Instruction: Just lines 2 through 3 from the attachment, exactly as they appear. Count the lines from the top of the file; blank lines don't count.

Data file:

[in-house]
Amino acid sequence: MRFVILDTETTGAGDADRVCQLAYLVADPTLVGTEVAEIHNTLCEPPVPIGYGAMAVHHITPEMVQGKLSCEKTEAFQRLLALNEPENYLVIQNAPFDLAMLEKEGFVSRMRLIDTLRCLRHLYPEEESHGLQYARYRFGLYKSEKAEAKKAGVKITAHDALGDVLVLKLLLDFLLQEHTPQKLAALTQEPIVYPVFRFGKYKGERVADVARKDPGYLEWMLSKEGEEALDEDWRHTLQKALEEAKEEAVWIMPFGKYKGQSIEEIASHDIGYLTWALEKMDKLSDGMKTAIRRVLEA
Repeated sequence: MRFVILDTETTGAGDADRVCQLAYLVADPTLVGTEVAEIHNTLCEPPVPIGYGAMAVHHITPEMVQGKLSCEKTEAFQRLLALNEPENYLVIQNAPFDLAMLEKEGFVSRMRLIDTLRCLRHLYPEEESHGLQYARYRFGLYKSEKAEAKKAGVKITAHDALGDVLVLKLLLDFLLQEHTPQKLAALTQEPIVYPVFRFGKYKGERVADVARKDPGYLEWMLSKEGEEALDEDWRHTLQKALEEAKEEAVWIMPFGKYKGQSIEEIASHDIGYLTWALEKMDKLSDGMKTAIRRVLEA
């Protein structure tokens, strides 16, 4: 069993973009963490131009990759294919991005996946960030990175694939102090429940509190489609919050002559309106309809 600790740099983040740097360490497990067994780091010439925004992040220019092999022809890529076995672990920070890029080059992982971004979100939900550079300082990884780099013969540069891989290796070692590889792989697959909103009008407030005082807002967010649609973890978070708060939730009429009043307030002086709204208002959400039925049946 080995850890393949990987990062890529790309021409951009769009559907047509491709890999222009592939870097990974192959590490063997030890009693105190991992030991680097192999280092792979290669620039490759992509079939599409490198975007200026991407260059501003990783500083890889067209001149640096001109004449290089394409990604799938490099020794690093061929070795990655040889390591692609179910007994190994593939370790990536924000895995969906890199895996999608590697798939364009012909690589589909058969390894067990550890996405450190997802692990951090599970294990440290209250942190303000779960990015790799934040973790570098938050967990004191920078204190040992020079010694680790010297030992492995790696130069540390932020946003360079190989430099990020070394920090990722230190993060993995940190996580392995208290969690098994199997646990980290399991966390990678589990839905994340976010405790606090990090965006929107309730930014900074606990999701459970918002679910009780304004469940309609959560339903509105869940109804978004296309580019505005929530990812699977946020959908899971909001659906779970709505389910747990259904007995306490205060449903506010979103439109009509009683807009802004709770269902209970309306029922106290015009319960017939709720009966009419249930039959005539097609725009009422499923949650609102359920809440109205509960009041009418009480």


Amino acid sequence: MRFVILDTETTGAGDADRVCQLAYLVADPTLVGTEVAEIHNTLCEPPVPIGYGAMAVHHITPEMVQGKLSCEKTEAFQRLLALNEPENYLVIQNAPFDLAMLEKEGFVSRMRLIDTLRCLRHLYPEEESHGLQYARYRFGLYKSEKAEAKKAGVKITAHDALGDVLVLKLLLDFLLQEHTPQKLAALTQEPIVYPVFRFGKYKGERVADVARKDPGYLEWMLSKEGEEALDEDWRHTLQKALEEAKEEAVWIMPFGKYKGQSIEEIASHDIGYLTWALEKMDKLSDGMKTAIRRVLEA
Repeated sequence: MRFVILDTETTGAGDADRVCQLAYLVADPTLVGTEVAEIHNTLCEPPVPIGYGAMAVHHITPEMVQGKLSCEKTEAFQRLLALNEPENYLVIQNAPFDLAMLEKEGFVSRMRLIDTLRCLRHLYPEEESHGLQYARYRFGLYKSEKAEAKKAGVKITAHDALGDVLVLKLLLDFLLQEHTPQKLAALTQEPIVYPVFRFGKYKGERVADVARKDPGYLEWMLSKEGEEALDEDWRHTLQKALEEAKEEAVWIMPFGKYKGQSIEEIASHDIGYLTWALEKMDKLSDGMKTAIRRVLEA